EDUCATION. Amendments to the regulations governing home education, announced by the Minister of Education and Higher Education Jean-François Roberge, will now impose ministerial assessments and a program on children who are learning at home. According to Michelle Chartrand, who teaches four of her six children, such a measure is at odds with the very nature of home education and will primarily result in a “reduction” in her teaching.
“School programs are designed to ensure the continuation of a group of 25 students who move from one teacher to another year after year. They are not designed because it is the best way to offer personalized education, “compares the mother from Longueuil. He believes that parents who decide to teach their child want to give him the best and will do a lot of research on this topic. After learning that mathematics has the best results in mathematics, students in Singapore are teaching this math to their children. Which, according to the amended wording, would not be appropriate. “From Minister Roberge, it’s a bit of a conjecture to think that Quebec’s 2019 program is the best thing in the world,” Ms. Chartrand said. “I think my children have a higher standard,” he continues, and considers himself lucky to have a “great learning device.” However, they do not necessarily learn the same concepts at the same time as students in a regular program. “If they are subjected to a ministerial examination that assesses the volume of solids and it happens that they saw it a year or two ago, and not necessarily in the same way, they are at a disadvantage.”
A typical week
Michelle Chartrand prefers to teach certain concepts individually, while others teach in groups. The basic subjects are taken over from Monday to Thursday. “Personal teaching is very effective. So four mornings a week, it’s mass. We do everything we can to be ahead of the school curriculum. I prepare in advance what they should do. Each of them has a checklist. Everyone works independently, and then I stop and learn what they need my help with. ”On Friday, Ms. Chartrand and her children join a group of about fifteen families who also study at home. They participate in drama education, chess, art education, physical education classes. And among the Chartrands, the social universe is taught in the family. For example, in anticipation of a trip to Italy, they will learn more about ancient Rome or the history of Pompeii. The visit then concretizes the learning. His ten-year-old daughter could write a text on the subject, while his five-year-old son could draw a picture of the Colosseum. “I see good results: they are interested in history, they are talking about periods and places. It leads to family conversations. In my opinion, it is much richer. ”Homeschooling is also a preferred option when children have certain learning difficulties. It is thus better adapted to the needs of the student.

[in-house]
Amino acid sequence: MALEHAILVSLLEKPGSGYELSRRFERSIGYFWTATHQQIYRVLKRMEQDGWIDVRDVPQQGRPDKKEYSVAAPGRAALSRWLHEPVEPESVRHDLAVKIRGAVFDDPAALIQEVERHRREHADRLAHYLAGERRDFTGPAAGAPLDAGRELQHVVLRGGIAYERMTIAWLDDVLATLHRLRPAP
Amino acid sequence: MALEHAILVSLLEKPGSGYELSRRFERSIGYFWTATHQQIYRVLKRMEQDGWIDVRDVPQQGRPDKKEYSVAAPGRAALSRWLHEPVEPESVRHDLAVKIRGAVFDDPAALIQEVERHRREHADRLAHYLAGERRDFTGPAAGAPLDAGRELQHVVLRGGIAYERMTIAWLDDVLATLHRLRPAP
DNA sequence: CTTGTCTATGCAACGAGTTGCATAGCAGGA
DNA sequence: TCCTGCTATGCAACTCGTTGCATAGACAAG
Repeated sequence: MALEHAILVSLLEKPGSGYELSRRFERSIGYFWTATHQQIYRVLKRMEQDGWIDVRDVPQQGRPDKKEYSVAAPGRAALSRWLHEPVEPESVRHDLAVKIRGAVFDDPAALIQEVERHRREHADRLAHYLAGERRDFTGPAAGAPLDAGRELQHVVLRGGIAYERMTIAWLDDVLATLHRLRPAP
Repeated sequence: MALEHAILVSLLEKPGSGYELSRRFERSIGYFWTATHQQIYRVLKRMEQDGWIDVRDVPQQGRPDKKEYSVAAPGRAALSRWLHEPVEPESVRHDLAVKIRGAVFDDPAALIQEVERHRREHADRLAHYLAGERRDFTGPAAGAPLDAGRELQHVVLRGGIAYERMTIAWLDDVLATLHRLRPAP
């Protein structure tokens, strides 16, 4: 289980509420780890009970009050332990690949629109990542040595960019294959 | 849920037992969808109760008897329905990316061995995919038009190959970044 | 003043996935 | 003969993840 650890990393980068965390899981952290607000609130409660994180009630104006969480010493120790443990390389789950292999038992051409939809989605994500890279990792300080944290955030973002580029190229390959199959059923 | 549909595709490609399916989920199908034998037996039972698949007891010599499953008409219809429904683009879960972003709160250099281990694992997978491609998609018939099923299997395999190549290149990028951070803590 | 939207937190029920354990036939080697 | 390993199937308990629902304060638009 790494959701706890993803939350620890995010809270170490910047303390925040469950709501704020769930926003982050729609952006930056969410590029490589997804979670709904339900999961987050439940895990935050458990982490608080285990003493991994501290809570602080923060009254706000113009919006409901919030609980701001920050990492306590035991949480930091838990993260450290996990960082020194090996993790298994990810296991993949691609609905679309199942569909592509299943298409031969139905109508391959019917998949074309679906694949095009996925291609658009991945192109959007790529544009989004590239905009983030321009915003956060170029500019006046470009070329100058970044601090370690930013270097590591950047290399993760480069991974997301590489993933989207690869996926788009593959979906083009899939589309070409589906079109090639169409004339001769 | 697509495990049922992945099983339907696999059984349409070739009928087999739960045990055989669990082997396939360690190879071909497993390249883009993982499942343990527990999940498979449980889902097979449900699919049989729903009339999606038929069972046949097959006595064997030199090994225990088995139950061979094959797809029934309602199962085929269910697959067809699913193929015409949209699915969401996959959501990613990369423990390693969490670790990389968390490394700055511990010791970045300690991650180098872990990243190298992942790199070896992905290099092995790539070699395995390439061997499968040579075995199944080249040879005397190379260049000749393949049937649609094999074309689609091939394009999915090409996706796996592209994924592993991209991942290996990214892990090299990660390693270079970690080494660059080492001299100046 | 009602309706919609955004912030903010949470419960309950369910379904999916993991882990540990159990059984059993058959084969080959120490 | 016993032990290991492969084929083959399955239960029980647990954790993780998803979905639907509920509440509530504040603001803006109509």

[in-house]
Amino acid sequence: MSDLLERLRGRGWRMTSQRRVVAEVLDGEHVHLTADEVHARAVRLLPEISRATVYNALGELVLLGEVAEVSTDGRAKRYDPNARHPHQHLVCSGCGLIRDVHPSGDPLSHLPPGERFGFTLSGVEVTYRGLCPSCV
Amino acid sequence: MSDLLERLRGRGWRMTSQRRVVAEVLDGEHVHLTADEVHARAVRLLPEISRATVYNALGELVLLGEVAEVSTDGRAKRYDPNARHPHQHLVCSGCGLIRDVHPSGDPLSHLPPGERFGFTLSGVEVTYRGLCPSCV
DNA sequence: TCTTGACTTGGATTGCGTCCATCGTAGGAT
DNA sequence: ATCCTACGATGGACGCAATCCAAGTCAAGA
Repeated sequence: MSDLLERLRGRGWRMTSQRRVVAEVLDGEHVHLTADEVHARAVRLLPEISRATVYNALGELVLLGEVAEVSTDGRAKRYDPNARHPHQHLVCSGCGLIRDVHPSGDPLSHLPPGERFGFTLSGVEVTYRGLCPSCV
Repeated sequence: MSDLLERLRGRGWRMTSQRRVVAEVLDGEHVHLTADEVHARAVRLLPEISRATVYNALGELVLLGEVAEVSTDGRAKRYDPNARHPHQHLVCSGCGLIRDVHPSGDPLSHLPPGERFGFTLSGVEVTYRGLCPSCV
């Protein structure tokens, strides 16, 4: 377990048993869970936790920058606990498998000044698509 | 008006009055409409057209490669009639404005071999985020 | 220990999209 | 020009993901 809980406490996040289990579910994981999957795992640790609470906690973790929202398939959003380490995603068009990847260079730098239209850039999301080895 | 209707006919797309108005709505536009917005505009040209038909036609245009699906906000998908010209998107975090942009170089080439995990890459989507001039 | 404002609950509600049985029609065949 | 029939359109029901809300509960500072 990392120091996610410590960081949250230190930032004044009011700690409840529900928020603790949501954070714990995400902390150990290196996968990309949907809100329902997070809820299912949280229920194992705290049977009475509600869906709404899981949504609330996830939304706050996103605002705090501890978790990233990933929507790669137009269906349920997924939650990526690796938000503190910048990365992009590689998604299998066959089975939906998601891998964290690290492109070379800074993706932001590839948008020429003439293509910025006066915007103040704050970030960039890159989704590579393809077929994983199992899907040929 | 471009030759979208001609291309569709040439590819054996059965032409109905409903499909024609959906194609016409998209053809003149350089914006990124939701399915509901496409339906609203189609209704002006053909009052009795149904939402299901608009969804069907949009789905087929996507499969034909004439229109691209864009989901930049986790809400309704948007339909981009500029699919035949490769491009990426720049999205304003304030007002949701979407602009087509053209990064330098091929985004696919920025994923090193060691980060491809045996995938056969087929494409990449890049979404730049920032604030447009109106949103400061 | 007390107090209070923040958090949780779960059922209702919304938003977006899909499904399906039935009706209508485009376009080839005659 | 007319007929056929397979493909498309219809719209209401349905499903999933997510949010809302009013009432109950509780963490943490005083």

The Home Education Ordinance, adopted in 2018 by Sébastien Proulx, then Minister of Education, sets out guidelines for better regulation of what did not previously use the Uniform Law. The method of evaluation varied greatly from one school board to another. In Longueuil, neighboring schools were in charge. “It was a several-month process during which Minister Proulx met with families, presidents of home school associations, and researchers who were studying the subject,” explains Michelle Chartrand. According to her, the current law is “relatively complete” and it is too early to revise these barely eight-month-old regulations. “It is rare for us to reform after such a short time. In general, we see a year or two as it goes. He also believes that the staff of the Direction de l’enseignement à la maison (DEM) at the Ministry of Education, who are responsible, among other things, for evaluating educational projects and evaluation reports, will become long-standing experts in the matter. According to the ministry, 5,200 children would benefit from home education in the province.